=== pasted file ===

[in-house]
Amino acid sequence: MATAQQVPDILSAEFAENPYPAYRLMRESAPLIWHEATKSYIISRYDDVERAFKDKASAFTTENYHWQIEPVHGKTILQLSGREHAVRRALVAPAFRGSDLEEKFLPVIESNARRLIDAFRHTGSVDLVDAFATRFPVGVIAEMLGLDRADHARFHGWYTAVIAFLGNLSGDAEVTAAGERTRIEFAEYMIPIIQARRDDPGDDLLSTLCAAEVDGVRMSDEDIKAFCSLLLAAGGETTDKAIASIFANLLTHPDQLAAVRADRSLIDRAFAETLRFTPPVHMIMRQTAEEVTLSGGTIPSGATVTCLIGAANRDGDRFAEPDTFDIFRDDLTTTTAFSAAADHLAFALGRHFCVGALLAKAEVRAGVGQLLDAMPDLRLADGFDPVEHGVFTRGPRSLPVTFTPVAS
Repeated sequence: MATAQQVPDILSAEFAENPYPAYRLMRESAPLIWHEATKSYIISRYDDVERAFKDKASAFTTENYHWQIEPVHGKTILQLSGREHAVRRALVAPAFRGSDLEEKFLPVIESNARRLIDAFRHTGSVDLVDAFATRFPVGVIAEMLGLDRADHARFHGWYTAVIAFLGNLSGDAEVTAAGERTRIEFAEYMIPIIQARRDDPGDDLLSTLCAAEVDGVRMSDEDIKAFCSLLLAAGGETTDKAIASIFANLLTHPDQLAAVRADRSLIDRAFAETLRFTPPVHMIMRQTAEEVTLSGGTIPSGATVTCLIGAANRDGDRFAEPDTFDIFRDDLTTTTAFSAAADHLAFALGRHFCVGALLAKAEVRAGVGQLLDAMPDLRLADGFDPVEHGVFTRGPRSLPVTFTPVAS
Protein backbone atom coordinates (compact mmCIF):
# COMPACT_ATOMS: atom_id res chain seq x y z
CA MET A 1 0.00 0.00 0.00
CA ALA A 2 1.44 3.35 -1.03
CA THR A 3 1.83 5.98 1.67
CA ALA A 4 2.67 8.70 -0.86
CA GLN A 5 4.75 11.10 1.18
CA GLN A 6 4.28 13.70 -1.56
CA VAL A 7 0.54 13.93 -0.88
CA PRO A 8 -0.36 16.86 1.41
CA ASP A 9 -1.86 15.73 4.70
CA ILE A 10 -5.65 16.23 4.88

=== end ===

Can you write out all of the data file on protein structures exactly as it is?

[in-house]
Amino acid sequence: MATAQQVPDILSAEFAENPYPAYRLMRESAPLIWHEATKSYIISRYDDVERAFKDKASAFTTENYHWQIEPVHGKTILQLSGREHAVRRALVAPAFRGSDLEEKFLPVIESNARRLIDAFRHTGSVDLVDAFATRFPVGVIAEMLGLDRADHARFHGWYTAVIAFLGNLSGDAEVTAAGERTRIEFAEYMIPIIQARRDDPGDDLLSTLCAAEVDGVRMSDEDIKAFCSLLLAAGGETTDKAIASIFANLLTHPDQLAAVRADRSLIDRAFAETLRFTPPVHMIMRQTAEEVTLSGGTIPSGATVTCLIGAANRDGDRFAEPDTFDIFRDDLTTTTAFSAAADHLAFALGRHFCVGALLAKAEVRAGVGQLLDAMPDLRLADGFDPVEHGVFTRGPRSLPVTFTPVAS
Repeated sequence: MATAQQVPDILSAEFAENPYPAYRLMRESAPLIWHEATKSYIISRYDDVERAFKDKASAFTTENYHWQIEPVHGKTILQLSGREHAVRRALVAPAFRGSDLEEKFLPVIESNARRLIDAFRHTGSVDLVDAFATRFPVGVIAEMLGLDRADHARFHGWYTAVIAFLGNLSGDAEVTAAGERTRIEFAEYMIPIIQARRDDPGDDLLSTLCAAEVDGVRMSDEDIKAFCSLLLAAGGETTDKAIASIFANLLTHPDQLAAVRADRSLIDRAFAETLRFTPPVHMIMRQTAEEVTLSGGTIPSGATVTCLIGAANRDGDRFAEPDTFDIFRDDLTTTTAFSAAADHLAFALGRHFCVGALLAKAEVRAGVGQLLDAMPDLRLADGFDPVEHGVFTRGPRSLPVTFTPVAS
Protein backbone atom coordinates (compact mmCIF):
# COMPACT_ATOMS: atom_id res chain seq x y z
CA MET A 1 0.00 0.00 0.00
CA ALA A 2 1.44 3.35 -1.03
CA THR A 3 1.83 5.98 1.67
CA ALA A 4 2.67 8.70 -0.86
CA GLN A 5 4.75 11.10 1.18
CA GLN A 6 4.28 13.70 -1.56
CA VAL A 7 0.54 13.93 -0.88
CA PRO A 8 -0.36 16.86 1.41
CA ASP A 9 -1.86 15.73 4.70
CA ILE A 10 -5.65 16.23 4.88